American chef Daniel Rose offers a menu that changes with the seasons, and his whim. A very tough reservation.

An absolute favorite

Practical information

Address: 6 rue Bailleul, 75001
Nearest transport: Louvre-Rivoli (1)
Hours: Lunch, Wednesday-Friday; Dinner, Tuesday-Saturday; Closed Sunday and Monday.
Reservations: Book many weeks in advance (lunch reservations can be made online)
Telephone: 01 45 96 05 72
Website
Average price for lunch: 35-49€ (menu 44€)
Average price for dinner: 50-100€ (menu 76€)
Style of cuisine: Modern French
Special attributes: open kitchen, excellent wine selection, market cooking, celebrity chef

Reviews of interest

Sophie Brissaud (2012) “…à mon avis un des rares restaurants où le travail sur la tradition culinaire française s’accompagne d’une véritable approche d’investigation, de recherche…Ici, à Spring, on est toujours conscient du caractère mouvant, tourbillonnant de l’inspiration culinaire, que l’on fait partager au client d’une façon unique, à laquelle je ne connais aucun équivalent.”

The New York Times (2011) “The multicourse menu — ours included seven — was an impressive journey through the early-winter market: poached sea bass served room temperature with a snappy vinaigrette, oysters and a cap of frizzled leeks; silky veal “candy” cooked sous-vide and sweetened with butter-poached heirloom beets; rich and crispy shredded veal breast confit, cut with orange.”

Chroniques du Plaisir (2010) “On sait où se trouve la priorité ici : dans la cuisine. Celle qui nous régale et nous étonne par sa simplicité et ses audaces modestes. Une de mes adresses préférées à Paris. Courez-y!”

Bruno Verjus (2010) “24 couverts cosmopolites offrent une salle concentrée et attentive aux gestes des Chefs. Le plaisir s’offre depuis la cuisine, scène ouverte aux clients spectateurs. Le pas à pas de l’élaboration des assiettes construit l’imaginaire de leur dégustation.”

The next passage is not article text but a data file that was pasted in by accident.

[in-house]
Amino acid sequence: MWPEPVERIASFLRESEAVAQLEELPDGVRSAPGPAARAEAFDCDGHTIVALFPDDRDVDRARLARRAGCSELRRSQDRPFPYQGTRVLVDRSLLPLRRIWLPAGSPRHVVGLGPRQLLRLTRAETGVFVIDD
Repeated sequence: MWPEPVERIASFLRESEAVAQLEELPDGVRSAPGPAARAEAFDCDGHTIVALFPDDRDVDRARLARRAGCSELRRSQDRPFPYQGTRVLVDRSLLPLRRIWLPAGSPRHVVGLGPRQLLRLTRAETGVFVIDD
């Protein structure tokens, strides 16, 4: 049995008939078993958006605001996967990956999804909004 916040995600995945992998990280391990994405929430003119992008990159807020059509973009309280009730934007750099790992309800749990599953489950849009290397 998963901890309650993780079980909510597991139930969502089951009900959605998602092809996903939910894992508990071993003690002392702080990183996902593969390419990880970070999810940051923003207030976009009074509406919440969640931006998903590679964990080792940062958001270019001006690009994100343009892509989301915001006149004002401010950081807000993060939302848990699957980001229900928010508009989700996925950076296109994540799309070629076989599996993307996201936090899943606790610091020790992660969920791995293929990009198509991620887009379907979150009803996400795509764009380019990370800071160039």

David Lebovitz (2010) “Finally came dessert, which started with bowls of raspberries, with the gentle dampness of berries that have been just-picked, floating in a light peach tea with unsweetened cocoa nibs bobbing in the broth, which provided not-too-sweet transition to dessert.”

Meg Zimbeck for BlackBook (2010) “Nearly all of the hooks that comprised Rose’s story have changed within the last three years. The underdog who cooked alone and undercharged for every plate has grown into the Hot Chef who manages a team and sometimes speaks in terms of branding.”

Barbra Austin (2010) “What’s refreshing is that Josh is not afraid to include wines from beyond the Hexagon.  International selections are difficult to find in chauvinist France, and it’s a joy for this lover of aromatic whites to see German and Austrian bottles holding court with their Alsatian cousins.  I can’t wait for the wine bar to open on the lower level.”

Mr. Lung (2010) “Dish-side, Daniel Rose’s cuisine has always been very emotional, and it is not surprising that some of his feelings find their way to the table. There is now some restlessness, hesitations and even a sense of aggravation that were never palpable at the first Spring or in the lasts months of Table 28. But do not think that the food is bad.  His major qualities are still there: sensitivity, the mastery in roasting, the accuracy of each dish… Yet it is obvious that the team has settled in the new venue and needs to find their marks.”

Alexander Lobrano (2010) “Our lunch as privileged guineau pigs was sensational. Rose plans to build his lunch menu around bouillon with different garnishes… the best bouillon I’ve ever had in my life–deep, ruddy, potent and profoundly soothing, with grilled chicken and tiny vegetables. Desserts were superb, too…”

John Talbott (2010) “It was the most interesting and fascinating food experience I think I’ve ever had… The concept for lunch: a fixed price bouillon of the day with chicken, although pigeon could be substituted, and veggies; and a selection of something like 10 small plates, which depending on whether you were on the fly or siitting down to an extended repast, could be served family/Asian style or one by one, in portions that will probably serve two persons.”